My new Kindle is keeping me busy as I now seem to be juggling my library hold list, stuff I've downloaded to the Kindle, my own library of unread books, and some loans from my sister-in-law. So here's the latest:
One of the best reads so far this summer, this is a charming novel about a widower in a small English village (the Major) who befriends the local Pakistani shopkeeper, Mrs. Ali. This is Simonson's first novel and she has a wonderful ear for dialogue that is sharp and funny. This was a book that I absolutely did not want to end, and that would make a wonderful film in the right hands. A deft melange of the old and new worlds, the British and the American, the village and the city, I found myself laughing out loud, reading bits to my husband, and wishing that I could underline sections (were it not a library book). Highly recommended!
I was introduced to Laura Zigman's writing through Twitter...I think I started following her after she was retweeted by someone. This took me to a most moving blog post, after which I put her first book on hold at the library.
Animal Husbandry is the anatomy of a relationship seen through the eyes of a zoologist (I guess). Zigman's protagonist examines her life through the eyes of a scientist, creating what she refers to as the Old Cow - New Cow theory. Thoroughly entertaining.
This was the first book I downloaded onto my Kindle. It's Fallis' first novel, a satirical look at Canadian politics through they eye of an executive assistant on The Hill, and is very funny. I have been listening to The High Road (see below) through weekly chapter podcasts and felt I needed to whip through the first novel as The High Road is a follow-up to this one. I've just got a couple of chapters to go and it's been a fun, light read.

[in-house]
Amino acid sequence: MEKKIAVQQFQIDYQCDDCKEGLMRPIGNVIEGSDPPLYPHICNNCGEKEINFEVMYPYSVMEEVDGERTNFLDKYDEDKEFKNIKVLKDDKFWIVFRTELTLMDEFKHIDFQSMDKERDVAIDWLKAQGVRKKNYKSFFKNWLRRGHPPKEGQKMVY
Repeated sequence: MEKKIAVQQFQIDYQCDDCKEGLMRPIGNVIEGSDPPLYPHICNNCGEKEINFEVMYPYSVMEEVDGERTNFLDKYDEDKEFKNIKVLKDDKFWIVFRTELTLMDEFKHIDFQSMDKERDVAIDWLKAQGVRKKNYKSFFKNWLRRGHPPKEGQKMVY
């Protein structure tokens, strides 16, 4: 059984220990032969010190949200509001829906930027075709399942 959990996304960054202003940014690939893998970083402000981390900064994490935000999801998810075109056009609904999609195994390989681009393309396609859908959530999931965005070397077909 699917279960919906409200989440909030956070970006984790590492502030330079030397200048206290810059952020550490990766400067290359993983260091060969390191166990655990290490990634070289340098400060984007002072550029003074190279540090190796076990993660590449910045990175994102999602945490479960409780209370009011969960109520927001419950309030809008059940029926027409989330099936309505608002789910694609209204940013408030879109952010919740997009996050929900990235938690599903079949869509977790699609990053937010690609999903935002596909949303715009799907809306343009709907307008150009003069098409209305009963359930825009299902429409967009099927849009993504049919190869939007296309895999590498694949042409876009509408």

This doesn't come out in print until the Fall, but Fallis is podcasting it chapter by chapter, free, at iTunes. A follow-up to The Best Laid Plans, it continues the adventures of an originally reluctant MP as he tries to participate in the Canadian democratic process using his brain and his conscience, rather than simply following party lines. Plus he's a Scot, a mechnanical engineer, is building a hovercraft, and has some personal grooming issues. Doesn't get much better than this!
I first heard about this book on The Colbert Report when Stephen interviewed Nicholas Carr, but then it started popping up on all manner of blogs, magazines and newspapers. The Kindle lets you download a free sample before you buy, and that was enough to get me hooked. I've just put a toe in so far, but it should be a good read. I worry not just for the next generation but also for myself, as I feel my attention span shrinking with every tweet.
My sister-in-law just lent me this. We're both big Picoult fans and I thought I'd read them all, but this is from 1998 and it doesn't look familiar, although I will be the first to admit that I have gotten a chapter or so into a book before I realised that i'd read it before. But I hope this is a new one! She had it up at the cottage where our paths crossed last weekend, and she sent me back with How Do You Tuck In a Superhero?: And Other Delightful Mysteries of Raising Boys by Rachel Balducci.
The Uncommon Reader by Alan Bennett
I became a big fan of Alan Bennett when I saw his play The Habit of Art broadcast live from the National Theatre in London. I just got this in Audiobook format from the library and have loaded it onto my iPhone. This novella imagines what might happen if the Queen (Elizabeth) suddenly discovers the pleasures of reading (via a mobile library van) and loses interest in the normal queenly preoccupations. Am VERY much looking forward to this!
Study Is Hard Work by William H. Armstrong
This was mentioned on Mental Multivitamin a few couple of weeks back and I quickly put it on hold at the library. I want to press it on my teen sons, but will read it first so that I can speak with enthusiasm about something that I think will be of great use to them.
Remarkable Creatures by Tracey Chevalier
As I mentioned previously, it was Chevalier who got me interested and engaged in historical fiction. This is her latest, about a (female) fossil hunter in 19th century England.